Law enforcement personnel then fake the true means they used to acquire evidence — even duping the prosecutors for whom they work — so the evidence will appear to have been obtained lawfully and thus can be used at trial. At its essence, parallel construction is a deception on the court. If the deception is perpetrated under oath, it is perjury — a felony.
This corruption of the Constitution by those in whose hands we have reposed it for safekeeping happens every day in America.
The FISA-induced corruption has regrettably bled into the culture of non-FISA law enforcement, and even into the judiciary. The statistics I cited above are not from FISA — those numbers are secret. Rather, the statistics reflect the government’s voracious appetite for spying that now pervades non-FISA law enforcement. This is so because judges accept uncritically the applications made before them for intercept or surveillance warrants.
Thus, even though the Fourth Amendment permits judges to issue warrants only upon the probable likelihood of evidence of a crime in the place to be searched or the person or thing to be seized, the attitude of what constitutes probable cause has been attenuated by both the law enforcement personnel who seek warrants and the judges who hear the applications. We know this because we have not seen a number like 99% of all warrant applications — every one supposedly based on probable cause of crime — granted. Nor have we seen only 4% of those intercepts resulting in convictions.
The rational conclusion is that the government’s appetite for surveillance remains voracious, and judges — whose affirmative duty it is to uphold the Constitution as against the other two branches of government — have done very little to abate this.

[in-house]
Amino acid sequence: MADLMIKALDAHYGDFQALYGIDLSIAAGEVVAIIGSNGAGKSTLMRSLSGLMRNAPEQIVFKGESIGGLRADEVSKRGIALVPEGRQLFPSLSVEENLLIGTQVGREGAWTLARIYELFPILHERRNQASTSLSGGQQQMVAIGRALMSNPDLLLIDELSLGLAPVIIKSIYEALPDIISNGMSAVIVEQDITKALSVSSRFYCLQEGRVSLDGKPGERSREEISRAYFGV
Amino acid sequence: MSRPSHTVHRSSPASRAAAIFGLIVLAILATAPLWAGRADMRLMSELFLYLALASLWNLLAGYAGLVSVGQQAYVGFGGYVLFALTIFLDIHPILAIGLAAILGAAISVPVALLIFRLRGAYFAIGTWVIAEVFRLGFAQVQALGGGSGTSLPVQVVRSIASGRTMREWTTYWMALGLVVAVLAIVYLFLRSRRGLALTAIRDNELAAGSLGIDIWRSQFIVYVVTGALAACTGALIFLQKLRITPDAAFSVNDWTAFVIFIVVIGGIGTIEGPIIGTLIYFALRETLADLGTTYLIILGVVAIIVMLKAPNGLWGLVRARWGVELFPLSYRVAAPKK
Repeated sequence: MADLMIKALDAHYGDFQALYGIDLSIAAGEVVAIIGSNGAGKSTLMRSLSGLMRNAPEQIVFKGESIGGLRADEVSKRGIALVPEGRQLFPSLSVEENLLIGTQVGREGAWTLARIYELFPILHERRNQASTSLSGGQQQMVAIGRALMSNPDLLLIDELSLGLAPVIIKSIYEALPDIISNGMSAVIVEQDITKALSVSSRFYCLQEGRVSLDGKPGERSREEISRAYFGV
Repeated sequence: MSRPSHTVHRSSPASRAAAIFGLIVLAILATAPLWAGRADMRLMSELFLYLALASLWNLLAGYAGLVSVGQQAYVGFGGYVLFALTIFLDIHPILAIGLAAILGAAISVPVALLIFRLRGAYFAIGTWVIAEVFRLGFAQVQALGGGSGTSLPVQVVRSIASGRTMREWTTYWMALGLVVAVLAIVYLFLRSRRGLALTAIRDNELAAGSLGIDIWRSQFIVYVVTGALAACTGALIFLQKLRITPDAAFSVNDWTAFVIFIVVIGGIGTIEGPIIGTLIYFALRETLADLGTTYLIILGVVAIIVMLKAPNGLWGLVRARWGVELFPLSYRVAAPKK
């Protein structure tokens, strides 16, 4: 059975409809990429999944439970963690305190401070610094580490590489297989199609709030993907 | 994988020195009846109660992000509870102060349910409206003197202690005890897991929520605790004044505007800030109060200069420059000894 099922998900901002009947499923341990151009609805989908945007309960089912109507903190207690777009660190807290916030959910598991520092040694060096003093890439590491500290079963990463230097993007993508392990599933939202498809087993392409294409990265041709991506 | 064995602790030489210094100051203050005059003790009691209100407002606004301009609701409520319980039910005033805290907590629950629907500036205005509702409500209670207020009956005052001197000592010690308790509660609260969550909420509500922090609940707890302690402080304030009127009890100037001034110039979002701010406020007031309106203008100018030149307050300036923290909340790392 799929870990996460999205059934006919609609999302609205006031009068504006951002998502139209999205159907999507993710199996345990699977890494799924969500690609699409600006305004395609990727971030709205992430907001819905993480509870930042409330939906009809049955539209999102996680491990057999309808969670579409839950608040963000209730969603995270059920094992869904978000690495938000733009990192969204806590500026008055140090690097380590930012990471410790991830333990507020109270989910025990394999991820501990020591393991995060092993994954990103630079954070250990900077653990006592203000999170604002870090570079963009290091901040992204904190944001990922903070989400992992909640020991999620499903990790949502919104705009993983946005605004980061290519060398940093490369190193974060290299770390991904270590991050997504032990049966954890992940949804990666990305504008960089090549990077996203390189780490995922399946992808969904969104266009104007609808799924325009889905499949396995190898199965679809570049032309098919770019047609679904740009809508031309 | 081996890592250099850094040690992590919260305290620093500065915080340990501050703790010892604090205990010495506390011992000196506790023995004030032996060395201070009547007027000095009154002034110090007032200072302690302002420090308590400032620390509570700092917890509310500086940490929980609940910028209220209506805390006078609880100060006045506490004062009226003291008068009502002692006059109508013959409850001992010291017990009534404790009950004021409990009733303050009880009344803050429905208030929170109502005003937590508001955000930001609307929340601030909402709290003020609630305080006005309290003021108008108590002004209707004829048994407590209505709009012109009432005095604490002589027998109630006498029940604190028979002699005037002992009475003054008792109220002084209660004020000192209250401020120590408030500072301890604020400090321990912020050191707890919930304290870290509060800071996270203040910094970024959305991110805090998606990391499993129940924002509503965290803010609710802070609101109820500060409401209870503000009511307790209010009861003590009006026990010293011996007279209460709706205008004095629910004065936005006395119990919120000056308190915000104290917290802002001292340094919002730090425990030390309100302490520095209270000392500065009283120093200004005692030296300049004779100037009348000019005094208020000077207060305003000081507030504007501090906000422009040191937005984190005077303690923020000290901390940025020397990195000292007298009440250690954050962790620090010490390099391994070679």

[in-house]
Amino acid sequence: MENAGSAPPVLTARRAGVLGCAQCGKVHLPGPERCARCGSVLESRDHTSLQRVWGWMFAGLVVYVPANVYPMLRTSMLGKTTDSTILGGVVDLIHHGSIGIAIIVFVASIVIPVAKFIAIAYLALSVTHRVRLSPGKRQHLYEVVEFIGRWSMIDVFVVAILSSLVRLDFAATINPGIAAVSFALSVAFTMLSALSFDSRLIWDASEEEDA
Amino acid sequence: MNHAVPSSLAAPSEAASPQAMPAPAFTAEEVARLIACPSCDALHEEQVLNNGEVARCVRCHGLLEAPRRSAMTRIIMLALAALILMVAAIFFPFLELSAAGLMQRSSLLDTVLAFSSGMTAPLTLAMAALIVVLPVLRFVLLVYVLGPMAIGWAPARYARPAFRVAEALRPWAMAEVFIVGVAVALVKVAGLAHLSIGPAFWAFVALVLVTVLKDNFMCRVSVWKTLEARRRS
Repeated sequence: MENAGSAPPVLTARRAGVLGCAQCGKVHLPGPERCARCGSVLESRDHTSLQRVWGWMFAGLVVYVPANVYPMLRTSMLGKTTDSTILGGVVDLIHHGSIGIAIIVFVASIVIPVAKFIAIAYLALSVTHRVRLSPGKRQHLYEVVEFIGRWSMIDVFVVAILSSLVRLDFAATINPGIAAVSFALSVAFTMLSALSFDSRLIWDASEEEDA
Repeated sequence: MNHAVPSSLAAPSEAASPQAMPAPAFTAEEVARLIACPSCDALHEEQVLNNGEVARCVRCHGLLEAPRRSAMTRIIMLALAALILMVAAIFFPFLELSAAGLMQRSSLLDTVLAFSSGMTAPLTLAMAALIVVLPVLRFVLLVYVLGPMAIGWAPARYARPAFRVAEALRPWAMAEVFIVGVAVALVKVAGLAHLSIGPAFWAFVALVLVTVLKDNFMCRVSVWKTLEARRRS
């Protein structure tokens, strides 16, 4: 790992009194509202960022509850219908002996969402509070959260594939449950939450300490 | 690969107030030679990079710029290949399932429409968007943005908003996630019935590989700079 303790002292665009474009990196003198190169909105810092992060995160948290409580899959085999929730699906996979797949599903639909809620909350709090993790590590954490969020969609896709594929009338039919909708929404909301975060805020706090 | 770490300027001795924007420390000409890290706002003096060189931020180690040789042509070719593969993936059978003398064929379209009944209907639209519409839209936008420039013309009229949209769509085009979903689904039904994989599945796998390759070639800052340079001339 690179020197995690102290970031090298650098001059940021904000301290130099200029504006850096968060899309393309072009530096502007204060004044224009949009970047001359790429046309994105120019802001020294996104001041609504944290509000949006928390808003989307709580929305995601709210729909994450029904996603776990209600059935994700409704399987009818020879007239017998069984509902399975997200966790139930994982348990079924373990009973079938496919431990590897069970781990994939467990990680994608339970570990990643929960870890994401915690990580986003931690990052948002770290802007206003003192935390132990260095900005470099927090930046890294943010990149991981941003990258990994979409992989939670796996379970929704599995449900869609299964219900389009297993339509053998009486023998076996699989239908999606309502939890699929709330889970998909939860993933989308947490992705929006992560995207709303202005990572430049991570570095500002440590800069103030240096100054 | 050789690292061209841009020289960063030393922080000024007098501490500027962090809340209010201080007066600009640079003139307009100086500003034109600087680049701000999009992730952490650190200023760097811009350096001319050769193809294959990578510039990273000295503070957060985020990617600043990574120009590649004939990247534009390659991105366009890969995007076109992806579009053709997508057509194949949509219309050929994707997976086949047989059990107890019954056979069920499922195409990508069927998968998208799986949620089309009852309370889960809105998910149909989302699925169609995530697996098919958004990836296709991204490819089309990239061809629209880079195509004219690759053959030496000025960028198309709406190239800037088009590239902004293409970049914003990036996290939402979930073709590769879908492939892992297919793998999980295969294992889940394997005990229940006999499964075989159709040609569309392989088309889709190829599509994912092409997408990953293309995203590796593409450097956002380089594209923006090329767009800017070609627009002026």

So, what becomes of the remaining 96% of those on whom the government spied? That depends on whether the government charges anyone. If a person is charged and acquitted, and law enforcement unlawfully obtained evidence against that person, his remedy is either persuading the court to suppress the evidence thus resulting in the acquittal, or suing the law enforcement agents who unlawfully spied on him.
Yet, under current Supreme Court decisions about who can sue the government, if the government has spied on you and not charged you and not told you, you have no cause of action against the law enforcement agents who did this.
Stated differently, in 2019, at least 760,739 people in America were spied upon pursuant to judicial orders allegedly based upon probable cause of crime and were neither charged nor informed of the spying.
My Fox colleagues often deride my attacks on those who fail to safeguard our privacy because they argue, we have no privacy. Yet, as Justice Louis Brandeis wrote, the most comprehensive of rights is the right to be let alone. If we forget this, my colleagues will have the last laugh. If we expose its violation, we might know the joys of unmonitored personal fulfillment.
• Andrew P. Napolitano, a former judge of the Superior Court of New Jersey, is a regular contributor to The Washington Times. He is the author of nine books on the U.S. Constitution.